Charis J
    Guest

    Environments of Care: A Curriculum Model for Preparing a New

    Post  Charis J on Thu 18 Nov 2010, 4:55 pm

    Environments of Care: A Curriculum Model for Preparing a New Generation of Nurses

    The article on Environments of Care published in 2006 has given us a perspective of the community-based curriculum in the United States which has become the recommended curriculum for undergraduate courses since 1993. With the implementation of The Health Reform Law in March 2010, the United States expects coverage of 32 million Americans who are currently uninsured and 30 million Americans who are inadequately insured. This means a demand for the next ten or so years for nurses, especially the Advanced Practice Registered Nurses (APRN). Advanced Practice Nurses are professionals with specialized knowledge and skills that are applied within a broad range of patient populations in a variety of practice settings. There would be heavy demand for registered nurses who are prepared at the graduate degree level as either a Clinical Specialist, Nurse Anesthetist, Nurse-Midwife, or Nurse Practitioner (AACN position statement).

    Because of the wide coverage of The Health Reform Law and its focus on primary and preventive health care, it has shifted back its emphasis on the patient and community. And with the central role that nurses would take under this law, it cannot be understated that nurses’ functions in the assessment, diagnosis, planning, implementation and evaluation of actions in problems or situations are integral to the health and well-being of individuals. As Rebecca M. Patton, president of the American Nurses Association, said “APRNs being allowed to practice to the full extent of their education, training, and capabilities is a clear and obvious solution to the patient access and primary care challenges that have been staring us all square in the face for some time now. Recognizing the integral role that APRNs play in the delivery of patient-centered primary care helps bring the focus of our healthcare system back where it belongs — on the patient and the community” (Patton, 2010).

    This recent development in the healthcare system seems to go back to the trend of years ago – that employment in non-hospital settings grew at a much greater rate than in hospitals (p.75). And when courses were revised to address this trend, students were given clinical rotations outside the hospitals and were exposed to community settings. “Efforts to approach patients and families from a health promotion/strengths-based perspective led to beginning coursework with health and wellness content before presenting illness and disease treatment concepts.” (p. 76).

    If legislation has provided for funding of nurse-managed health care clinics, nurses become frontliners in the practice of primary healthcare and wellness services. “In addition to providing many of the same services less expensively, nurse practitioners offer something else that makes them darlings to health reformers: a focus on patient-centered care and preventive medicine. x x x Nurse practitioners may have less medical education than full-fledged doctors, but they have far more training in less measurable skills like bedside manner and counseling. ‘In the United States, we are so physician-centric in our health system,’ says Patton. ‘But it should be about wellness and prevention, not about procedures and disease management’ (Pickert, 2009). The effect would be more healthy people, less hospital population, and less hospitalization costs.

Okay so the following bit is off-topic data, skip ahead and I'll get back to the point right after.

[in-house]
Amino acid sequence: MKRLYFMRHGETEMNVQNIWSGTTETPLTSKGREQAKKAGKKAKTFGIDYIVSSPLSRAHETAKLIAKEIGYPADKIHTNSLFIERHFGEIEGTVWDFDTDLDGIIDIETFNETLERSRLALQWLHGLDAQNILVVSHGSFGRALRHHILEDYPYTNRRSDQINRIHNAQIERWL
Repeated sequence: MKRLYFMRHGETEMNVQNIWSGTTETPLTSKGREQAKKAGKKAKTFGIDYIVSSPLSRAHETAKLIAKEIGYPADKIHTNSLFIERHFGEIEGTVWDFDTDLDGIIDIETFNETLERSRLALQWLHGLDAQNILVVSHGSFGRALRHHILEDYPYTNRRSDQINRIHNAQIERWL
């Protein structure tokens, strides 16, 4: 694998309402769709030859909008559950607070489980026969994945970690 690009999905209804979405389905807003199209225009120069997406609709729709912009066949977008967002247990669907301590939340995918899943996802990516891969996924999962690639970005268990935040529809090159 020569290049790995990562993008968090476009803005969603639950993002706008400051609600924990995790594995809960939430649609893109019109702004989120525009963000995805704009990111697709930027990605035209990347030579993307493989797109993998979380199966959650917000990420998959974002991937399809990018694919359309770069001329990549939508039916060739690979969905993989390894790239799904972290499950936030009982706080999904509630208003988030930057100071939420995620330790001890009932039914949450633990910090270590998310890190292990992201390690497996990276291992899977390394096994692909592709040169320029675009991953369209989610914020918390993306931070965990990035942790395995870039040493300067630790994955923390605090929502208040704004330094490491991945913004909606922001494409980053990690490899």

Since the present trend, triggered by implementation of the Health Reform Law, forces us back to the community setting, would the three areas of concern enumerated by Ervin, Bickes and Schim be relegated to the back burner? The writers may not have anticipated a return to community-based nursing, but they have proposed a model which does not rely on predictions of future trends in health care.

    Ervin, Bicker and Schim’s Environments of Care Model (ECM) is proposed as an alternative curriculum approach to the present community-based curriculum model. It is offered that this model “conveys a broad perspective on health and illness, based on a multiple determinants of health paradigm and a systems framework”(p.75). The ECM suggests that it is not enough to understand the specific mechanisms of disease at the internal individual micro level. Nurses must also care for people in broader contexts at the macro level and consider the dynamic influences of all levels of environment on human responses to health and illness (p.79).

    It is safe to say that ECM encompasses the various aspects of community nursing because it has four broad components that are integral to the person in his interactions with family and community. The intent of Ervin, Bicker and Schim for nurses to look at nursing practice beyond the individual level and to deliver care across settings is appreciated in the current times. But, looking at the Figure, it can be surmised that the model which encompasses a broader world of health care may be too broad to fit into a 4-year course in a nursing curriculum. Or it might sacrifice teaching of more important aspects of nursing that would equip the students with more than a general knowledge of nursing.

    If a health reform law puts this much attention to primary care and prevention, and the role of nurses, then our nursing curriculum should address this. It can be a return to community-based curriculum or an enhancement of the present curriculum that should take into account the expected diverse roles of nurses in the communities and the need for nurses of higher learning because of the anticipated bigger role of APRNs in the communities.

    Guide questions:
    1. Do the three areas of concern of Ervin, Bickes and Schim on community-based nursing reflect present-day practice in the Philippines?
    2. Can the Environment of Care Model of Ervin, etc. be a good alternative to our nursing curriculum?

    References:
    1. American Association of Colleges of Nursing Position Statement (1998) online at
    2. Barclay, L. (2010), Healthcare Reform Legislation Effects on Nursing: An Expert Interview with Rebecca M. Patton, MSN, RN, CNOR, online reference at
    3. Pickert, K. (2009), If a Health-Care Bill Passes, Nurse Practitioners Could Be Key, online at